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Romney: "I'm not worried about rich people"

Republican presidential candidates from left, former Utah Gov. Jon Huntsman, Rep. Michele Bachmann, R-Minn., Texas Gov. Rick Perry, businessman Herman Cain, former Massachusetts Gov. Mitt Romney, Rep. Ron Paul, R-Texas, former House Speaker Newt Gingrich, partially obscured, and former Pennsylvania Sen. Rick Santorum participate in a presidential debate at Dartmouth College in Hanover, N.H., Tuesday, Oct. 11, 2011. AP Photo/Stephan Savoia

Republican presidential candidate Mitt Romney said Tuesday night he'd give just the middle class a tax cut on capital gains because he's "not worried about rich people," even as multiple Republicans have accused President Obama of fueling "class warfare" by proposing to tax the rich more heavily than other Americans.

In a Republican debate Tuesday, hosted by the Washington Post and Bloomberg at Dartmouth College, former House Speaker Newt Gingrich asked Romney about one point in the former governor's economic plan -- a proposal to cut capital gains taxes for people making under $200,000. Gingrich pointed out that even Mr. Obama has proposed cutting taxes for higher earners.

"As a businessman, you know that you actually lose economic effectiveness if you limit capital gains tax cuts only to people who don't get capital gains," Gingrich said to Romney. "So, I'm curious, what was the rationale for setting an even lower base marker than Obama had?"

Romney responded that the middle class has been hit hardest by the economic downturn.

"The reason that you're seeing protests, as you indicated, on Wall Street and across the country is, middle income Americans are having a hard time making ends meet," he said. "Not only do we have 25 million people out of work, or stopped looking for work, or part-time jobs needing full-time employ, we just saw this week that median income in America has declined by 10 percent during the Obama years. People are having a hard time making ends meet."

Last week, Romney decried the ongoing "Occupy Wall Street" protests against economic injustice as "class warfare."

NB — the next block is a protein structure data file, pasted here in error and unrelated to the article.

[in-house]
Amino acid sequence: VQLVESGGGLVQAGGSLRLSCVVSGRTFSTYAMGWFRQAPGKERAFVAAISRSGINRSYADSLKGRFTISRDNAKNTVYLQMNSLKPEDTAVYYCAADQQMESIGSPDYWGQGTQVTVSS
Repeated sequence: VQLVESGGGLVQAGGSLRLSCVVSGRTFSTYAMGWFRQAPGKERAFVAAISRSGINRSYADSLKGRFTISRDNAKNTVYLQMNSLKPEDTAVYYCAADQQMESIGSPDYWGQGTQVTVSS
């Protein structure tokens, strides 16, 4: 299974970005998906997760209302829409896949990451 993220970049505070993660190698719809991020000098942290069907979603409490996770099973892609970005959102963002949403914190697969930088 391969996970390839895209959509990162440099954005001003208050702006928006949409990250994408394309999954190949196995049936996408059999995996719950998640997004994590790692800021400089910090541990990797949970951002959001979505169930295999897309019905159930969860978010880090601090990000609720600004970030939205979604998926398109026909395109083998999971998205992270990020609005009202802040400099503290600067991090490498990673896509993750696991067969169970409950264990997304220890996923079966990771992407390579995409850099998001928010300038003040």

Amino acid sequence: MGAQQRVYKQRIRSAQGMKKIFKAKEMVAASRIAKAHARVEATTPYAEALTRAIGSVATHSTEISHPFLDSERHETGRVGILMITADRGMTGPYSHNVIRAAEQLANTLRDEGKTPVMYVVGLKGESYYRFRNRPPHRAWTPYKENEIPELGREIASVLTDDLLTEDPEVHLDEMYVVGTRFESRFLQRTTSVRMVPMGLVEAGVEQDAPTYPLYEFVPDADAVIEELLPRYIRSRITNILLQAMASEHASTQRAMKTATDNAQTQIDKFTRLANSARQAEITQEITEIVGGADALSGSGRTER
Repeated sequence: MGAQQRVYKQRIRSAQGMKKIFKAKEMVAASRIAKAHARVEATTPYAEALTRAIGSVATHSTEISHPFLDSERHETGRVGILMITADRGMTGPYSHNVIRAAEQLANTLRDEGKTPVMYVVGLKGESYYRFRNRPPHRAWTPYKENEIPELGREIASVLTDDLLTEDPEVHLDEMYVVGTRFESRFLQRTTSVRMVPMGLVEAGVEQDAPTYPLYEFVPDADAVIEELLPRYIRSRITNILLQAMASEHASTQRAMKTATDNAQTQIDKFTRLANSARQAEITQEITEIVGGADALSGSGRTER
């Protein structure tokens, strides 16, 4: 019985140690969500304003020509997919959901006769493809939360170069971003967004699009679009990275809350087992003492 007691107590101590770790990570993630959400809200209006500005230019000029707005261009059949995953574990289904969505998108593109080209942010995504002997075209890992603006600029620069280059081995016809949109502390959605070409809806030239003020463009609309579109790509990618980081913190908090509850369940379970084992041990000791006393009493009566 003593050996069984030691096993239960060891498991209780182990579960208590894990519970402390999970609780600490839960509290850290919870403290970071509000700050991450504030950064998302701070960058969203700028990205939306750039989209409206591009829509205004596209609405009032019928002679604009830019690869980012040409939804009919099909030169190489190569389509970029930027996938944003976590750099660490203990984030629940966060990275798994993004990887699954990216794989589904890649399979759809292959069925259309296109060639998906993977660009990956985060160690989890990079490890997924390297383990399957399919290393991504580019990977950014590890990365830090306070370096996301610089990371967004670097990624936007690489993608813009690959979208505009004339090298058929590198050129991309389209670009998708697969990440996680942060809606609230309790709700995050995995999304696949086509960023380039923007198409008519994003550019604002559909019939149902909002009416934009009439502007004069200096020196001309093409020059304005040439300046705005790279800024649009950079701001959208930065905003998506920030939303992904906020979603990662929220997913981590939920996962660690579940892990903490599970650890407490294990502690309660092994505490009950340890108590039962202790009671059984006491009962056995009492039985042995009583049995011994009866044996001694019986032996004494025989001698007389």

Tuesday night, Romney said, "If I'm going to use precious dollars to reduce taxes, I want to focus on where the people are hurting the most, and that's the middle class. I'm not worried about rich people. They are doing just fine. The very poor have a safety net, they're taken care of. But the people in the middle, the hard-working Americans, are the people who need a break, and that is why I focused my tax cut right there."

Later in the debate, Texas Gov. Rick Perry was asked about income inequality in the United States. Debate moderators pointed out that over the last 30 years, the income of the wealthiest 1 percent of Americans has grown by more than 300 percent, and yet there are more people living in poverty in this country than at any time in the last 50 years. Perry said Mr. Obama doesn't know how to create wealth.

"The reason we have that many people living in poverty is because we have got a president of the United States who is a job- killer," he said.

At the end of the debate, when given the opportunity to express a personal message to voters, several candidates highlighted their humble beginnings.

Rep. Michele Bachmann said, "We went to below poverty when my parents divorced."

Businessman Herman Cain said, "I can connect with people's pain because I was po' before I was poor."

Former House Speaker Newt Gingrich said he grew up in an "Army brat family," while former Sen. Rick Santorum said he grew up in a "steel town," and Perry noted he's the "son of tenant farmers."

More from the debate:

Republican debate: Winners and losers
Romney says he can work with "good" Democrats
Romney turns "Romneycare" question back on Perry
Gingrich: Fire Bernanke, imprison Dodd and Frank
Huntsman mocks Cain 999 plan as price of pizza

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